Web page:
Variables are the foundation of all programming languages. Variables are used to store data such as strings of text, integers, and so on. The variables' data or values can be set, modified, and retrieved as needed. Variables, in general, are symbolic names for values.
The var keyword is used to create variables, whereas the assignment operator (=) is used to assign values to variables, as shown below: value = var varName;
The let declaration declares a block-scoped local variable and optionally sets its value.
In contrast to the var keyword, which declares a variable globally or locally to an entire function regardless of block scope, let allows you to define variables that are confined to the scope of the block statement or expression on which it is used.
Another distinction between var and let is that the latter may only be accessed after its declaration. As a result, let statements are frequently viewed as non-hoisted.
In contrast to the var keyword, which declares a variable globally or locally to an entire function regardless of block scope, let allows you to define variables that are confined to the scope of the block statement or expression on which it is used. Another distinction between var and let is that the latter may only be accessed after its declaration. As a result, let statements are frequently viewed as non-hoisted.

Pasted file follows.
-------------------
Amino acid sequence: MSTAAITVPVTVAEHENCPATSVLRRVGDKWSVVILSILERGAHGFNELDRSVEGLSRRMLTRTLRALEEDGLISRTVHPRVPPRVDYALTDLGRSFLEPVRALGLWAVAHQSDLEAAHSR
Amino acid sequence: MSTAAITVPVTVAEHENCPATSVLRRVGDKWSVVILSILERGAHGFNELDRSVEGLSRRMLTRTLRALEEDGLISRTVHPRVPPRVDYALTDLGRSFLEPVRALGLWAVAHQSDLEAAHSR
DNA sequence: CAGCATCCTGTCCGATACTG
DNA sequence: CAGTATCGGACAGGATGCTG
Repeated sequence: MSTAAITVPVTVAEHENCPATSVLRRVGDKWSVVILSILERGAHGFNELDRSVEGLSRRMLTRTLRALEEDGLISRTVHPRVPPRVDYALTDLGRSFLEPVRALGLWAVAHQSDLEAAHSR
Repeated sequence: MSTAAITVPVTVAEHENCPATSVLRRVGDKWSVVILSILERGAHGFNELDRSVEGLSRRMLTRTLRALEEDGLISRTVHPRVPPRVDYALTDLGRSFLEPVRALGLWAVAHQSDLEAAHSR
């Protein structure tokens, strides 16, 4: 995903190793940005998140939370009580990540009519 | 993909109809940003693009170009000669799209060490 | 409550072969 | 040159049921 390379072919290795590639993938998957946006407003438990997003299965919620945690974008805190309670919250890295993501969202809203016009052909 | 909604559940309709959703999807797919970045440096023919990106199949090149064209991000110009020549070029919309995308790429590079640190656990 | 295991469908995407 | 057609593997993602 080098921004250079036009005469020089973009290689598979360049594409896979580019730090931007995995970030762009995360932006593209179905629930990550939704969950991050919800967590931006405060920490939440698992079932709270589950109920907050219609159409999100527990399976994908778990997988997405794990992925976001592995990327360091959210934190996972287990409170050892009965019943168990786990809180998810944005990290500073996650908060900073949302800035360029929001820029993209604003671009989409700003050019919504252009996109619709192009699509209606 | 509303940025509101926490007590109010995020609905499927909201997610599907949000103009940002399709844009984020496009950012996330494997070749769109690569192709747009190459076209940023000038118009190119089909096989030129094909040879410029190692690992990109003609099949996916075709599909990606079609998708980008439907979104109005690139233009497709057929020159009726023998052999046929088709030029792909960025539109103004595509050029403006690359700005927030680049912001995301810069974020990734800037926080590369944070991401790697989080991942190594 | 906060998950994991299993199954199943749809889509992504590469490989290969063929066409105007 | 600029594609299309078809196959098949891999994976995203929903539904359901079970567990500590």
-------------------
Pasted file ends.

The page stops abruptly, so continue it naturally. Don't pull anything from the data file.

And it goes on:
Constants created with the const declaration are block-scoped, similar to variables declared with the let keyword. A constant's value cannot be modified by reassignment or redeclared. If a constant is an object or array, its properties or items, however, can be updated or removed.
This declaration generates a constant with a global or local scope to the block in which it is defined. Global constants, unlike var variables, do not become window object attributes. The const declaration returns a value that is read-only. It does not imply that the value it contains is immutable; rather, the variable identifier cannot be changed. For example, if the content is an object, this indicates that the object's contents (e.g., its properties) can be changed.